Renzo Piano Visits the Resnick Pavilion

July 7, 2009

One of the more interesting parts of my job as a communications specialist for LACMA is the behind-the-scenes access I have to various projects as they emerge on campus. Case in point: I recently walked through the construction site of the museum’s Resnick Exhibition Pavilion with an august group including the building’s donors, Mr. and Mrs. Stewart Resnick, the architectural team, Renzo Piano and Antoine Chaaya, and LACMA’s Director, Michael Govan.


Renzo Piano and Michael Govan

As fascinating as being able to tour an as-of-yet unfinished space was, it was even more enlightening to experience it through each person’s varied perspective.

One of the most notable aspects of the building is that its entire ceiling is made from saw-tooth glass, so the natural light flooding the space was on everyone’s mind. The ambient light created in the 45,000 square-foot area is warm and soft, and to this woman of a certain age, very kind.


In the Pavilion

Antoine described how the roof would reflect and diffuse the incoming southern light; he and Renzo also explained how the nylon mesh blinds are controlled by computerized timers that can be adjusted to address the needs of any exhibition, allowing for many variations of light—including its complete absence.


Lynda Resnick

Mrs. Resnick loved the lighting, too. She and her curator, Bernard Jazzar, who also joined the tour, discussed how dramatic the opening exhibitions would be in that space (more on those to come in future posts). There was talk of possible intimate candlelit dinners as well as the gala opening.

Renzo’s focus was also on the marble, which comes from the same quarry as that used in LACMA’s building for contemporary art, BCAM. Some of the differences between the buildings are that the Resnick Pavilion’s marble has been washed to looked aged; the public enters on the southern axis of the building; and there will be restrooms on the east and west quadrants as one enters featuring, in the words of the architect, some of “the most gorgeous toilets in the world.”

Michael saw the space from a curatorial vantage as a perfect square with vast convertible space, no wasted space, lots of light, and endless wall possibilities. He called it an “honest building.”

All in all, it was unusually fascinating for me, providing not only an enhanced perspective on the coming building but a heightened sense of excitement.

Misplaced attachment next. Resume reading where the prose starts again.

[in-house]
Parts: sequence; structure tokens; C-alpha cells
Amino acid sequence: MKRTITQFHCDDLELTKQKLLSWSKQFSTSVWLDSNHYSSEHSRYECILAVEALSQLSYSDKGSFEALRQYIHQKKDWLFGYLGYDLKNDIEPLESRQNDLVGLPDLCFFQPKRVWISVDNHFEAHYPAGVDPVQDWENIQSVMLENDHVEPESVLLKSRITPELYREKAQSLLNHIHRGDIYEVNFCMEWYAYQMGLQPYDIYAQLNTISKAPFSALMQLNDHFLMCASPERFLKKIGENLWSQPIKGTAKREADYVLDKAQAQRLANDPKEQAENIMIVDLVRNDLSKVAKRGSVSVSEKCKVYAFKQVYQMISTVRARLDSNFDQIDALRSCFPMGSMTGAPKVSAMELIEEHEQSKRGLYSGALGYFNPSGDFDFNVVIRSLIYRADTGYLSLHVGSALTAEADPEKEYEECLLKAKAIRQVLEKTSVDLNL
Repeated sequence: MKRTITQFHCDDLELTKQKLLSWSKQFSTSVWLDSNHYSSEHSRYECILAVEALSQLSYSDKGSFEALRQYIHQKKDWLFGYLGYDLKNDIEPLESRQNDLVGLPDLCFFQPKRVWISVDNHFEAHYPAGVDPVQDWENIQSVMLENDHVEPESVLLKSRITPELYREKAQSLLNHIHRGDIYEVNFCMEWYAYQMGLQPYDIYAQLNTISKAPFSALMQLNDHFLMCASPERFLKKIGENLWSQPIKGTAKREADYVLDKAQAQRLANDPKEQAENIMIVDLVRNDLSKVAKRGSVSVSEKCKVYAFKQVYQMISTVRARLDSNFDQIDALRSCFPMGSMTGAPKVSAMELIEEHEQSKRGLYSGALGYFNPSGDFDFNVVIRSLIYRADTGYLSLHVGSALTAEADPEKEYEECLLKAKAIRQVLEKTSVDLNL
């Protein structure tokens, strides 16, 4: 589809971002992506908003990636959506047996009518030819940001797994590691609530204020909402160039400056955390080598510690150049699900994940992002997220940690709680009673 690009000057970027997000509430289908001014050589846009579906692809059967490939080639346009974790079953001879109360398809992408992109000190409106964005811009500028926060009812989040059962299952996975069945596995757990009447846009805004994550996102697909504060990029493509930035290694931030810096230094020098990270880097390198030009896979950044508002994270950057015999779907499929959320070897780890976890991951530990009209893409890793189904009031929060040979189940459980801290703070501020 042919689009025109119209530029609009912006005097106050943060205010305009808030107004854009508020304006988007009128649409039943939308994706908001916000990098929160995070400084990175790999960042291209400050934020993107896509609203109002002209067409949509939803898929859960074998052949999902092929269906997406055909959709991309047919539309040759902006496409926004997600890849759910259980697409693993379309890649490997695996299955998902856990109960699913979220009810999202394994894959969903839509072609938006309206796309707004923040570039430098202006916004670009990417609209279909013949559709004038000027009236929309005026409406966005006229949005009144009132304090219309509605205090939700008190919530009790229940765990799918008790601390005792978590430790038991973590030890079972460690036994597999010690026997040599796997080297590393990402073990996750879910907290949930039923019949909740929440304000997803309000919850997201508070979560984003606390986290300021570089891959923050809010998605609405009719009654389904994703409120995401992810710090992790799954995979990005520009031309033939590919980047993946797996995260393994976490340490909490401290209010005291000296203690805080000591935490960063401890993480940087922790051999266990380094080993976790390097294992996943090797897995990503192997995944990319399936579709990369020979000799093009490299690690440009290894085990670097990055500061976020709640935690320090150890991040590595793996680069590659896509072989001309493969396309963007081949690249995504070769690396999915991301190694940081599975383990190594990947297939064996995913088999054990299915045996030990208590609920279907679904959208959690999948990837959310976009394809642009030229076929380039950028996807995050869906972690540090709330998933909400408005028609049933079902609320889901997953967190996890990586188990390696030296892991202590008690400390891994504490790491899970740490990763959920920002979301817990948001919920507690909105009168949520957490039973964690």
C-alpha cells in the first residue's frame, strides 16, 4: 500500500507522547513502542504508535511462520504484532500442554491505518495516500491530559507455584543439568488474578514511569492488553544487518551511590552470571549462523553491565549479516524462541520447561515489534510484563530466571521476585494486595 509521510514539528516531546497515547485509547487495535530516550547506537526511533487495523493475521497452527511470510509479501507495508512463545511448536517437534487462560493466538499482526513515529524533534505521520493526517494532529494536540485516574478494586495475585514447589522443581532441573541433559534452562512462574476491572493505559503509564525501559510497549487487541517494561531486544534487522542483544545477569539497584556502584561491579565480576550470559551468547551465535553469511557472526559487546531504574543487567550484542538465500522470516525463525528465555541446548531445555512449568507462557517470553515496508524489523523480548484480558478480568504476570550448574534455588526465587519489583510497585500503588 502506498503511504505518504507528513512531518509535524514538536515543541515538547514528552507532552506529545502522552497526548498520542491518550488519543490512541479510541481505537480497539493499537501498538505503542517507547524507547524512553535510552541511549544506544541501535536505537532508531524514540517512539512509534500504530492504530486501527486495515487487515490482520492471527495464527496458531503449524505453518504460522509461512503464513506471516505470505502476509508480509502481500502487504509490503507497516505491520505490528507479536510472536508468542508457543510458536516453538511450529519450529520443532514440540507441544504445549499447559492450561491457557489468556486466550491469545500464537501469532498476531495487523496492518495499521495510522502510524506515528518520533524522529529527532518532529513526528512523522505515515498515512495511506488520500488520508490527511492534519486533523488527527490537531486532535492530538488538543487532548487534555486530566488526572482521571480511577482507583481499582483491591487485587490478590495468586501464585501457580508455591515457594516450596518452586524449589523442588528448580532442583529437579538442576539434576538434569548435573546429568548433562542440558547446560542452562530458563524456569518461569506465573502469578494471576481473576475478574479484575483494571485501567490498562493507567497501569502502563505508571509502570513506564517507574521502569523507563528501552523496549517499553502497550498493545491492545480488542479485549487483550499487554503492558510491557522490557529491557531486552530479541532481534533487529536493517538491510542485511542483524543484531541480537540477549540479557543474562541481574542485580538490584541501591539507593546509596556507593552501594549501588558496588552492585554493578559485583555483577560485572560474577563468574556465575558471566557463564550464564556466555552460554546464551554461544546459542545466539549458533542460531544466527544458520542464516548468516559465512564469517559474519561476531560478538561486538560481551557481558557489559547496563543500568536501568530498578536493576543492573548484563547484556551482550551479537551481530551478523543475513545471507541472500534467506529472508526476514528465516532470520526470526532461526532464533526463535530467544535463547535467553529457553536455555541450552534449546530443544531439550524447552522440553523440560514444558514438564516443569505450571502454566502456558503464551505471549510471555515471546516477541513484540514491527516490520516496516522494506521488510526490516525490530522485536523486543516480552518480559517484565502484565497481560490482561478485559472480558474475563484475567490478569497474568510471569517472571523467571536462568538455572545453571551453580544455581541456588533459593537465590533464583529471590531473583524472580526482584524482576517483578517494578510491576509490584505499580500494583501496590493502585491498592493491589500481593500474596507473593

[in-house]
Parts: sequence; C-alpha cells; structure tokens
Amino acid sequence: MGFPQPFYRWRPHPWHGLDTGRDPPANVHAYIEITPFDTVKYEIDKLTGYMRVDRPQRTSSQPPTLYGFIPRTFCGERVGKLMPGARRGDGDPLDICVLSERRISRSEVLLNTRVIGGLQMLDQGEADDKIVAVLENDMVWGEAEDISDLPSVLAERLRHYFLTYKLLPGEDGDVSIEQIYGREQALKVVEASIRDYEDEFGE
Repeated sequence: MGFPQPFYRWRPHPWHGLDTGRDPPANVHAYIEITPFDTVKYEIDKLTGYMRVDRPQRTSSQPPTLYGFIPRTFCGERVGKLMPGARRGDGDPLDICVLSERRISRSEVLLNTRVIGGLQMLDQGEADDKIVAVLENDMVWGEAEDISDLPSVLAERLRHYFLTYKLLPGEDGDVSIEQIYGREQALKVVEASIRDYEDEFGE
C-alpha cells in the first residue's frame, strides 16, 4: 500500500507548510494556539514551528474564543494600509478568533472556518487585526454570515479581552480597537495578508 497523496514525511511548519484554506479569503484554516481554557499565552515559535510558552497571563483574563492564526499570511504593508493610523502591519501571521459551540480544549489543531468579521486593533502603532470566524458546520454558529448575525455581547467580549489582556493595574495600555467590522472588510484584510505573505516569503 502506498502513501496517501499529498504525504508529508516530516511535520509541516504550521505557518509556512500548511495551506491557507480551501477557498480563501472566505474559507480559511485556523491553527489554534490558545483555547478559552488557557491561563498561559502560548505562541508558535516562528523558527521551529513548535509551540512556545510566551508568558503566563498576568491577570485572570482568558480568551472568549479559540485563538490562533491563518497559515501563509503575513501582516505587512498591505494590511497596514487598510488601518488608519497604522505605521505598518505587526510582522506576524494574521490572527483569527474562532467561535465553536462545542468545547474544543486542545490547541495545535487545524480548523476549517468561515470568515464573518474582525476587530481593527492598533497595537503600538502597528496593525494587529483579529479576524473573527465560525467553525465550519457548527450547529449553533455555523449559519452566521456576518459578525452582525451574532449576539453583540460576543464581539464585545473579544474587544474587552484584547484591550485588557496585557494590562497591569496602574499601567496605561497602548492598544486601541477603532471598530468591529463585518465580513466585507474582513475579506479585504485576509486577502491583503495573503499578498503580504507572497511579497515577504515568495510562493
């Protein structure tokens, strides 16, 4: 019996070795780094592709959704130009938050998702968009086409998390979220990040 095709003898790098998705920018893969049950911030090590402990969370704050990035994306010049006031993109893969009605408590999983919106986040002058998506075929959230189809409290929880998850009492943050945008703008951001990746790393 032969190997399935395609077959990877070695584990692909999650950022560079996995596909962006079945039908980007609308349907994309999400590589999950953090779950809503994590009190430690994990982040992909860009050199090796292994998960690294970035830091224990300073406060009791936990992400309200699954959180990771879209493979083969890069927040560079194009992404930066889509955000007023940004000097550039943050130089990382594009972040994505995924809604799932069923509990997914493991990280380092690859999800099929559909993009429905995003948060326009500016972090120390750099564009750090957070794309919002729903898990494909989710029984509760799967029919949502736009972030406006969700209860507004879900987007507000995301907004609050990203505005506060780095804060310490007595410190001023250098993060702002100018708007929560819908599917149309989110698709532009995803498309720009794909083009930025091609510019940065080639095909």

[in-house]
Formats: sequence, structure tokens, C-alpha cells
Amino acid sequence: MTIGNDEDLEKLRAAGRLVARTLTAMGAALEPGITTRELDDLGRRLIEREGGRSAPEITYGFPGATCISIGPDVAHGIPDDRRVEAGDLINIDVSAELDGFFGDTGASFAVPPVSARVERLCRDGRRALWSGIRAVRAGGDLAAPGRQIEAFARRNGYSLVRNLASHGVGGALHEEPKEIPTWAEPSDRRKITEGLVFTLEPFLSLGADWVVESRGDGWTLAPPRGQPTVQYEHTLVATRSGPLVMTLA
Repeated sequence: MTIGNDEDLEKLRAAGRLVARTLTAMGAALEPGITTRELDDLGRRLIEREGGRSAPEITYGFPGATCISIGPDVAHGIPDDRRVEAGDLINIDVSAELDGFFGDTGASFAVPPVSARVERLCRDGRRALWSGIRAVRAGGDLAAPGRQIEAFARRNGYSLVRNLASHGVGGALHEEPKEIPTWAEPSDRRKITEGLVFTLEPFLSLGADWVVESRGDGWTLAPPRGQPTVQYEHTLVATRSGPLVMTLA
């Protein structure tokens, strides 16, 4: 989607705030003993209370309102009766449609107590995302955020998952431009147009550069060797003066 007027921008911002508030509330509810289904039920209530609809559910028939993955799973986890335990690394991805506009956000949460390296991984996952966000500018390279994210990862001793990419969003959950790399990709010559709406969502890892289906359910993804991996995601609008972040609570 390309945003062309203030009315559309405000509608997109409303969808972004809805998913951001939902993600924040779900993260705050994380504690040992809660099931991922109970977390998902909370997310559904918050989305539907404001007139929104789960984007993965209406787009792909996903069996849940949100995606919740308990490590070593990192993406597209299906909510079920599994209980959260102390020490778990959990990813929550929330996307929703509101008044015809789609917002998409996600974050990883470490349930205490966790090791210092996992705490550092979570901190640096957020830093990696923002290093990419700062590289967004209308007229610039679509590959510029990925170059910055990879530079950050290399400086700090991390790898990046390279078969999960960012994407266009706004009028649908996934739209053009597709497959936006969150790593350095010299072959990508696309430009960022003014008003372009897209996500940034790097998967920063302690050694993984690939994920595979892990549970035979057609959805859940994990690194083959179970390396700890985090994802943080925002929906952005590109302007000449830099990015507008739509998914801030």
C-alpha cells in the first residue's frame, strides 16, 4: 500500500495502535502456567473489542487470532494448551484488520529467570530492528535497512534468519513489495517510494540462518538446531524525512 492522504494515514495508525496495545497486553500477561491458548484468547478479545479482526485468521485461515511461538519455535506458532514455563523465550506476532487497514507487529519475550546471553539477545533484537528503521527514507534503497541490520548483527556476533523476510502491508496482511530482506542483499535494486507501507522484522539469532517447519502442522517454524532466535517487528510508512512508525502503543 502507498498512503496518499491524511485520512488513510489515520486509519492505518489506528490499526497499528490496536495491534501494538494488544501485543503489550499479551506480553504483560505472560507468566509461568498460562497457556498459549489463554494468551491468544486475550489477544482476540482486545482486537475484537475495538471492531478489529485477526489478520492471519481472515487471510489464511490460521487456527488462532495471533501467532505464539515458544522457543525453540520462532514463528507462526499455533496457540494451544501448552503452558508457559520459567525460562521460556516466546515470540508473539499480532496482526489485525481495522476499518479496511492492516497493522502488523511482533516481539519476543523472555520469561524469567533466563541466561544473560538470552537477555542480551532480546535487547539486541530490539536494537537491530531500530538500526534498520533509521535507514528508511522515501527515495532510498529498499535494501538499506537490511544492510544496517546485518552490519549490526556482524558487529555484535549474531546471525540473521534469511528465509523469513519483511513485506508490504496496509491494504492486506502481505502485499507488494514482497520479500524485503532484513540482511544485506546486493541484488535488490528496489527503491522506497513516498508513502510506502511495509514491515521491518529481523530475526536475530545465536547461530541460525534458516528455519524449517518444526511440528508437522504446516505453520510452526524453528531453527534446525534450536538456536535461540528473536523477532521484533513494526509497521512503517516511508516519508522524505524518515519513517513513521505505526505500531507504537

Barbara Pflaumer, Associate Vice-President of Communications

Your Bright Playlist

July 6, 2009

Picture 1

Another exhibition, another iTunes playlist created in its honor. This one was a little tougher to come up with than the Pompeii or Urban Light playlists, as those had subject matter that many a pop tune have addressed—volcanoes! light! Korea? Not so much. And while I might have done ten songs about “the future,” that seemed like a cheat. So this time around I tried to find songs whose titles riffed on the titles of the artworks in the show. You can download this mix at the iTunes store:

1. Viva Voce: Brightest Part of Everyone [for Bahc Yiso’s Your Bright Future]

2. The Books: The Future, Wouldn’t That Be Nice? [ditto]

3. Earlimart: We’re so Happy (We Left the Piano in the Truck) [for Bahc Yiso’s We Are Happy]

4. Minutemen: Do You Want New Wave or Do You Want the Truth? [for Young-Hae Chang Heavy Industries’ Beyond Truth and Reason]

5. Al Green: Tired of Being Alone [for Young-Hae Chang Heavy Industries’ Hey, Am I All Alone Here?]

6. American Analog Set: White House [for Jeon Joonho’s The White House]

7. The Easybeats: I’ll Make You Happy [for Choi Jeong-Hwa’s HappyHappy]

8. The Breeders: Divine Hammer [for Kim Beom’s Pregnant Hammer #1]

9. Iron & Wine: Radio War [for Kim Beom’s An Iron in the form of a Radio]

10. The Mekons: Hard to Be Human Again [for Gimhongsok’s Human Abstract]

11. Neko Case: The Needle Has Landed [for Kimsooja’s A Needle Woman]

12. Dios (Malos): You Got Me All Wrong [for Minouk Lim’s Wrong Question]

13. Superchunk: I Guess I Remembered It Wrong [ditto]

14. Elliott Smith: Shooting Star [for Do Ho Suh’s Fallen Star 1/5]

15. Sondre Lerche: Two Way Monologue [for Jooyeon Park’s Monologue]